Snowballs Form Spontaneously, Roll On

Snow rollers -- about a foot and a half wide and some of them hollow -- make a rare appearance in Idaho. Continue reading →

Here's the sort of thing that you might expect to see on the reboot of "The X-Files." Thousands of snowballs spontaneously form, without any human hands to help, and then roll together like a ghostly invasion force through a field in Idaho.

But as agent Mulder probably would explain to us, all those snowballs actually are a natural, albeit extremely rare, phenomenon known as snow rollers.

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As the National Oceanic and Atmospheric Administration's website explains, snow rollers form when an unusual sequence of events occur. First, a smooth crust of snow that's already on the ground is covered by newer, lighter layer of snow. Then, the weather abruptly changes, warming rapidly, and strong wind kicks up. The wind picks up small pieces of moist, sticky snow and sends them rolling along. Once the pieces are on the move, they collect more snow around them.

While snow rollers often are cylindrical, the ones in Idaho formed spherical shapes that resembled snowballs. Unlike the ones you threw at your neighbors as a kid, snow rollers aren't packed together firmly, and sometimes they're even hollow.

While snow rollers don't occur very often, scientists have known about them for a long time. This 1893 article describes their appearance in a field in Ohio.

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In this case, the snow rollers appeared in and around The Nature Conservancy's Silver Creek Preserve in south-central Idaho. Sunny Healey, the preserve's manager, told Nature's Cool Green Science blog that she had never seen them before in 20 years of living on the preserve. She described the snow rollers as being about 18 inches in diameter.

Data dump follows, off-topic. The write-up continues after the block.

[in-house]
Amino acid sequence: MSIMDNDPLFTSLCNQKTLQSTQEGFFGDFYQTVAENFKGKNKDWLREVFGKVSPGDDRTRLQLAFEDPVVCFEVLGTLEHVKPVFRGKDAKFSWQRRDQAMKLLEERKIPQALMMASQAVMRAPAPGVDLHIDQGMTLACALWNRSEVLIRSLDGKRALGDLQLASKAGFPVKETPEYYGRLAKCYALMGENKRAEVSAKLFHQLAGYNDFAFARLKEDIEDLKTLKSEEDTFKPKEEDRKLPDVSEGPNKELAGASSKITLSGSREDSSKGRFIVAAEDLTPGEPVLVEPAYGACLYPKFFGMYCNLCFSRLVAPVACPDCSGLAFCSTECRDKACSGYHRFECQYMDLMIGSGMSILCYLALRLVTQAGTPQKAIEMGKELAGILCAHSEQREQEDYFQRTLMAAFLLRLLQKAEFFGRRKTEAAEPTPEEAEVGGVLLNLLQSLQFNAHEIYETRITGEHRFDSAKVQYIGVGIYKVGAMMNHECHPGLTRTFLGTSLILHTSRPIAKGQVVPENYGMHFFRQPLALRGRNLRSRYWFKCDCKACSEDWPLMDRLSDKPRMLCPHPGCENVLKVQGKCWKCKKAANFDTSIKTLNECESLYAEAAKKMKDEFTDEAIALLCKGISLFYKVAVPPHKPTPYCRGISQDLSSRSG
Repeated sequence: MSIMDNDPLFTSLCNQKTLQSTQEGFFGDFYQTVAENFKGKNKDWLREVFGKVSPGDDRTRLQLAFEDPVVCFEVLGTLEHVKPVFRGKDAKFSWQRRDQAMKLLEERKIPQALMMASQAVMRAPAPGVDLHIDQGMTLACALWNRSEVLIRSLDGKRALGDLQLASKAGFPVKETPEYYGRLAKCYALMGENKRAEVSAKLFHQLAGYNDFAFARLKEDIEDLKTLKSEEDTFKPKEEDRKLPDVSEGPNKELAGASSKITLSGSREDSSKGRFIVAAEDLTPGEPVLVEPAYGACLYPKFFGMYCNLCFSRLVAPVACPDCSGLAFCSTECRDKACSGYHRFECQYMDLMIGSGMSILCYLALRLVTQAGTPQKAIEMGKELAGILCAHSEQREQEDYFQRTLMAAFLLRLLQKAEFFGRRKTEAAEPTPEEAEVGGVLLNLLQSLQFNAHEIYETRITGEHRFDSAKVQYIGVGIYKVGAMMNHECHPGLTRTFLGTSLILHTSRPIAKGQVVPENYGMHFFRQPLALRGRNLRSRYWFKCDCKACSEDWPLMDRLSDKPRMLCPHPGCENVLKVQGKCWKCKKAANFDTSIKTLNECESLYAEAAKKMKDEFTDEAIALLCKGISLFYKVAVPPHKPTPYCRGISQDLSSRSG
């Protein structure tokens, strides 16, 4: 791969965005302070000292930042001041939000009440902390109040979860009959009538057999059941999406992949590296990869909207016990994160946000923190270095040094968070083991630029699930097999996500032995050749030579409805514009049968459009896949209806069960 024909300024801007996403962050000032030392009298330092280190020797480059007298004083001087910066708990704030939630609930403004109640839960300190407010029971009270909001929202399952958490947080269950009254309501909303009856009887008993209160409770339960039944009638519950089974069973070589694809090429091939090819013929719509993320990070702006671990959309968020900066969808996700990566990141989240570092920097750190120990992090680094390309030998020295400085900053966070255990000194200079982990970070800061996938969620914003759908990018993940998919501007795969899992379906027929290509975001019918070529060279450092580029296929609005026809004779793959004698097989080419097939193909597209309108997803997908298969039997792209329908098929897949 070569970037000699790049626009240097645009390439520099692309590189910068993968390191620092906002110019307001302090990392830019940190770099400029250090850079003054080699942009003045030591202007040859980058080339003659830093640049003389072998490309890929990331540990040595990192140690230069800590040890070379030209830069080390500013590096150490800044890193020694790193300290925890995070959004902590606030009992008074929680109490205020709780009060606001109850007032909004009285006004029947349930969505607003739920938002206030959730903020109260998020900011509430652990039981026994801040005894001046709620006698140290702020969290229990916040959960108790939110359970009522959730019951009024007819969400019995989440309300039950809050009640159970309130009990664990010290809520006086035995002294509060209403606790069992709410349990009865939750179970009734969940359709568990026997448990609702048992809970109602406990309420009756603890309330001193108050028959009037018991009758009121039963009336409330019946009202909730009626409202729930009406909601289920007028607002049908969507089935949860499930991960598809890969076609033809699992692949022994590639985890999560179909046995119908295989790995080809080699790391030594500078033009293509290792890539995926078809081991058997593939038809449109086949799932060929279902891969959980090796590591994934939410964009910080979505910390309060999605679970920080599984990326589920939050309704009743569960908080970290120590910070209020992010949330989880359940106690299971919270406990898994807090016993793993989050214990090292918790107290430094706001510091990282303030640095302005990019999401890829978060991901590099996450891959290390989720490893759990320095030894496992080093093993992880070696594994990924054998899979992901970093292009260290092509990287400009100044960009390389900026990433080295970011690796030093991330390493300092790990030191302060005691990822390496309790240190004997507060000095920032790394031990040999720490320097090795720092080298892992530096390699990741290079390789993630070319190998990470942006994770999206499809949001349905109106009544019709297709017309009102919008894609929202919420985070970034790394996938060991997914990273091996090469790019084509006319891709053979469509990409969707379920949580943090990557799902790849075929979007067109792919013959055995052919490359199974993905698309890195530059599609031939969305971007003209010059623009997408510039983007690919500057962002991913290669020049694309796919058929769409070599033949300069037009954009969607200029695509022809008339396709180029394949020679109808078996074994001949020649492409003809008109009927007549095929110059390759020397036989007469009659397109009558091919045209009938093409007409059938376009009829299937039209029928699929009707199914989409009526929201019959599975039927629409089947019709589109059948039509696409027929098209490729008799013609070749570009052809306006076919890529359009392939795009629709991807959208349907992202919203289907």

When Healey first glimpsed the snow rollers from a distance, she thought they were trumpeter swans, which sometimes bunch together in the fields. On closer observation, she realized they were frozen spheres, and noticed the roll marks that they left in the snow.

Snow rollers, similar to these ones photographed in Ohio in 2014, appeared in Idaho last week.

If it's winter, it must be time for the latest Harbin Ice and Snow Festival, an annual showcase of wintry sculptures in Harbin City, in China's Heilongjiang province. Here tourists take a selfie in front of giant ice sculptures during the festival's opening night on January 5.

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This year's festival is themed "Pearl on the Crown of Ice and Snow."

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More than 1 million visitors are expected to attend the dazzling ice festival, which runs through February.

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International ice sculptors will compete for honors at the festival.

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The event offers more than 100 events, covering tourism, culture, trade, sports, and fashion.

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It always begins on January 5.

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At night, the creations are illuminated from within by LED lighting.

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A large source of the huge blocks of ice needed to make these chilly wonders is the nearby Songhua River, which yields the raw material for the sculptors.

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The sculptors then use a variety of saws, picks and chisels on the ice blocks, working long hours leading up to the festival.

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The festival's origins date to 1963, with Harbin's winter ice lantern shows, a tradition for the city.

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An ice lantern festival and an international ice sculpture expo run concurrently with the broader festival.

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